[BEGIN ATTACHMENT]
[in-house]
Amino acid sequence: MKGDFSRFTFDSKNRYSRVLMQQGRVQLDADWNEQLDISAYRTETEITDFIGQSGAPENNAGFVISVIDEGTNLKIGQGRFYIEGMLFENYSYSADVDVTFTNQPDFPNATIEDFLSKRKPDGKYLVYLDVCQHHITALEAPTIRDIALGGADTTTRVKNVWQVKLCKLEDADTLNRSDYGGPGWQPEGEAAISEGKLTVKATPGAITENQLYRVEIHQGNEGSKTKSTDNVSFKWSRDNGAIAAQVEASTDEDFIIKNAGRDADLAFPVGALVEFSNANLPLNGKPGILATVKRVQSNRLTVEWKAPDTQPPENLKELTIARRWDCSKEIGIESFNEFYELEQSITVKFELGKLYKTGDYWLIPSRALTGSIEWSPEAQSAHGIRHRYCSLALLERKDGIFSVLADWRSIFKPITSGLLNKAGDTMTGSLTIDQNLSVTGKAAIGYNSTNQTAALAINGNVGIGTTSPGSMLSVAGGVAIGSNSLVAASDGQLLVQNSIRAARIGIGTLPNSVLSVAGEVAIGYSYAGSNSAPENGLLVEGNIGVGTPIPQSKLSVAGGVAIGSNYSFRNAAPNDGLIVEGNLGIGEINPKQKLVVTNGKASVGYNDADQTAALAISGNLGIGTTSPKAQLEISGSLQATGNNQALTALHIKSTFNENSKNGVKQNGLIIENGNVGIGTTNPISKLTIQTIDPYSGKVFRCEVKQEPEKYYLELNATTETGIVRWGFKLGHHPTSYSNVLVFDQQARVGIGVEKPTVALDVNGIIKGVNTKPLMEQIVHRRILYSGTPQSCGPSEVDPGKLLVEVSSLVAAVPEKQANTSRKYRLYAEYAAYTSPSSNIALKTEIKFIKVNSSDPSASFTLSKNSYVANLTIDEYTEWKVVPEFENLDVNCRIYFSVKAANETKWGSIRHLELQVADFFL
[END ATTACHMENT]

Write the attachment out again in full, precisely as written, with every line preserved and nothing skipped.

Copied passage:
[in-house]
Amino acid sequence: MKGDFSRFTFDSKNRYSRVLMQQGRVQLDADWNEQLDISAYRTETEITDFIGQSGAPENNAGFVISVIDEGTNLKIGQGRFYIEGMLFENYSYSADVDVTFTNQPDFPNATIEDFLSKRKPDGKYLVYLDVCQHHITALEAPTIRDIALGGADTTTRVKNVWQVKLCKLEDADTLNRSDYGGPGWQPEGEAAISEGKLTVKATPGAITENQLYRVEIHQGNEGSKTKSTDNVSFKWSRDNGAIAAQVEASTDEDFIIKNAGRDADLAFPVGALVEFSNANLPLNGKPGILATVKRVQSNRLTVEWKAPDTQPPENLKELTIARRWDCSKEIGIESFNEFYELEQSITVKFELGKLYKTGDYWLIPSRALTGSIEWSPEAQSAHGIRHRYCSLALLERKDGIFSVLADWRSIFKPITSGLLNKAGDTMTGSLTIDQNLSVTGKAAIGYNSTNQTAALAINGNVGIGTTSPGSMLSVAGGVAIGSNSLVAASDGQLLVQNSIRAARIGIGTLPNSVLSVAGEVAIGYSYAGSNSAPENGLLVEGNIGVGTPIPQSKLSVAGGVAIGSNYSFRNAAPNDGLIVEGNLGIGEINPKQKLVVTNGKASVGYNDADQTAALAISGNLGIGTTSPKAQLEISGSLQATGNNQALTALHIKSTFNENSKNGVKQNGLIIENGNVGIGTTNPISKLTIQTIDPYSGKVFRCEVKQEPEKYYLELNATTETGIVRWGFKLGHHPTSYSNVLVFDQQARVGIGVEKPTVALDVNGIIKGVNTKPLMEQIVHRRILYSGTPQSCGPSEVDPGKLLVEVSSLVAAVPEKQANTSRKYRLYAEYAAYTSPSSNIALKTEIKFIKVNSSDPSASFTLSKNSYVANLTIDEYTEWKVVPEFENLDVNCRIYFSVKAANETKWGSIRHLELQVADFFL